Facebook Will Maintain Trump Ban for at Least Two Years

Facebook announced Friday it would uphold its ban against former president Donald Trump — imposed shortly after the January 6 Capitol riot — for two years, until at least January 2023.

“Given the gravity of the circumstances that led to Mr. Trump’s suspension,” Facebook is “suspending his accounts for two years, effective from the date of the initial suspension on January 7th this year,” the company said in a statement.

“At the end of this period, if we determine that there is still a serious risk to public safety, we will extend the restriction for a set period of time and continue to re-evaluate until that risk has receded,” the statement adds.

Once the suspension is lifted “there will be a strict set of rapidly escalating sanctions that will be triggered if Mr. Trump commits further violations in future, up to and including permanent removal of his pages and accounts,” the statement adds.

The announcement comes after the Facebook Oversight Board upheld Trump’s suspension last month but criticized the open-ended nature of the suspension, saying that “it was not appropriate for Facebook to impose the indeterminate and standardless penalty of indefinite suspension.”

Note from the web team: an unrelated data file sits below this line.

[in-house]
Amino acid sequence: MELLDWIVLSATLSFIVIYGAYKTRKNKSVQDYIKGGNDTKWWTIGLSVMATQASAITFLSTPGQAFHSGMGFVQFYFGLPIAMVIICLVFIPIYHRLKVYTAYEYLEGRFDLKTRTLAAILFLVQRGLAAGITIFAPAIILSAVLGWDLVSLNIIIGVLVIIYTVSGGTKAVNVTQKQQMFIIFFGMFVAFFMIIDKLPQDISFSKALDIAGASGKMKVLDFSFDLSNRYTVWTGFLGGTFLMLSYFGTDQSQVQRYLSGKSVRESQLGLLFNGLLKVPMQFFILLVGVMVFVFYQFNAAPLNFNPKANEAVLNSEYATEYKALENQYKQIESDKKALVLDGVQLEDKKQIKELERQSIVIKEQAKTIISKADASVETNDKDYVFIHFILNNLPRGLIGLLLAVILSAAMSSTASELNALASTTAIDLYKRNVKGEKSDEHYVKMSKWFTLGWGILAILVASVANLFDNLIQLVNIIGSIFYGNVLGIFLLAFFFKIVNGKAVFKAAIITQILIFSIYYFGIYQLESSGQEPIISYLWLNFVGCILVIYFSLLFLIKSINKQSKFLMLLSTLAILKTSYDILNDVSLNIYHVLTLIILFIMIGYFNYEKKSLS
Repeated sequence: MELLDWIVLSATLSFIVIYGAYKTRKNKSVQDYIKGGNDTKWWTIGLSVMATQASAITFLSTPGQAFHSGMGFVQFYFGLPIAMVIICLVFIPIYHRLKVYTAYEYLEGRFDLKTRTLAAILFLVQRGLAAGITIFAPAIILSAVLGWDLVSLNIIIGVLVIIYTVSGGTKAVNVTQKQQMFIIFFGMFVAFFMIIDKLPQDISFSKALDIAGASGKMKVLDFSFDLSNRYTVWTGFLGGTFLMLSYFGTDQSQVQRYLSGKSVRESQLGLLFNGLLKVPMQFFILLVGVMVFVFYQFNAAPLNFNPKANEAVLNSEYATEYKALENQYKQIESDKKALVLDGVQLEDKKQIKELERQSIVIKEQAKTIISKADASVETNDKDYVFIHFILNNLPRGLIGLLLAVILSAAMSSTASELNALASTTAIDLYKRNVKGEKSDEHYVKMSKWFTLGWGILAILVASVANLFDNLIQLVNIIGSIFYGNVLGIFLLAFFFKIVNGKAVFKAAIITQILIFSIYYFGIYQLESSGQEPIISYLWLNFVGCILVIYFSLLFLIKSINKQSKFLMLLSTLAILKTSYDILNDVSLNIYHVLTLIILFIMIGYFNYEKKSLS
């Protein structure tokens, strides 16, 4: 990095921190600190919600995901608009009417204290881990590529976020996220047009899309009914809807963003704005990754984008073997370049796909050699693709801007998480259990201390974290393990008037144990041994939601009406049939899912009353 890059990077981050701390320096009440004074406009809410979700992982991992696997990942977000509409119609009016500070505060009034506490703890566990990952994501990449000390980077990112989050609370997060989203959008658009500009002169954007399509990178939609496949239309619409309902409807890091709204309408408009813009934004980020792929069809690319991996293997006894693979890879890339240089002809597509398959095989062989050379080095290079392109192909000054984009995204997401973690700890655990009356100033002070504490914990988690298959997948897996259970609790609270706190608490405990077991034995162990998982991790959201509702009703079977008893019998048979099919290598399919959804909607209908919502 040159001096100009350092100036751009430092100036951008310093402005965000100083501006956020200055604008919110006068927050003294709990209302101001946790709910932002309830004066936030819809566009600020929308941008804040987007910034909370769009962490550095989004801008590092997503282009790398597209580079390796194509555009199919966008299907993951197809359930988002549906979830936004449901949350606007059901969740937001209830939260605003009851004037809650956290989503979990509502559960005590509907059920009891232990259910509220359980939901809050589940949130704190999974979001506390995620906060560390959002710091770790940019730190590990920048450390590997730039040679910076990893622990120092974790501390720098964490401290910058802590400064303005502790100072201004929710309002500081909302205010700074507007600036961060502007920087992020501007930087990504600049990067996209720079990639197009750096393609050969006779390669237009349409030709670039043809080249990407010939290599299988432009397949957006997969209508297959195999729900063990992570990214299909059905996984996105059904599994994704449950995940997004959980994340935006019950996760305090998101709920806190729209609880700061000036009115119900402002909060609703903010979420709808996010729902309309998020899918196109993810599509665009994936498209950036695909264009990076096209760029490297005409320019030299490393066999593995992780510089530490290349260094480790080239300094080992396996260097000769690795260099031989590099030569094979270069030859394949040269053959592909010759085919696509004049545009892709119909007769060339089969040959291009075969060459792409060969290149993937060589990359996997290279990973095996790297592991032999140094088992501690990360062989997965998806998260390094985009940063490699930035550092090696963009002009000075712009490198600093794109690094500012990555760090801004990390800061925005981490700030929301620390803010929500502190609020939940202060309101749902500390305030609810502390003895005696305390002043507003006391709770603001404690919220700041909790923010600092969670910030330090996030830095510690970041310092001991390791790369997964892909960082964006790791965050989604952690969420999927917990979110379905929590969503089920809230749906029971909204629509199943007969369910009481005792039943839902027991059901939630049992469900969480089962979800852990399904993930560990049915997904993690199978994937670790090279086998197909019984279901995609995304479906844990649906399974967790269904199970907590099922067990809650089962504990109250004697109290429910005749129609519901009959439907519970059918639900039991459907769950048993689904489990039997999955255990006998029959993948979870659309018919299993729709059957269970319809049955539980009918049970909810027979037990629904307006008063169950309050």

On January 7, one day after the Capitol riot, the company kicked Trump off of Facebook and Instagram, which it owns. Facebook CEO Mark Zuckerberg said at the time that Trump was suspended for using the platform “to incite violent insurrection against a democratically elected government.” The risk of leaving him on Facebook, Zuckerberg said then, was “simply too great.”

Trump had a combined 56 million followers across Facebook and Instagram when he was banned.

“We know that any penalty we apply — or choose not to apply — will be controversial,” Facebook said in a statement on Friday. “There are many people who believe it was not appropriate for a private company like Facebook to suspend an outgoing President from its platform, and many others who believe Mr. Trump should have immediately been banned for life.”

It continued: “We know today’s decision will be criticized by many people on opposing sides of the political divide — but our job is to make a decision in as proportionate, fair and transparent a way as possible, in keeping with the instruction given to us by the Oversight Board.”

The decision marks a shift in the company’s rules, which had for many years taken a hands-off approach to political speech and had largely exempted politicians from its policies on acceptable speech.

Less than two years ago, Facebook introduced a policy that said that speech from politicians was newsworthy and should not be policed.

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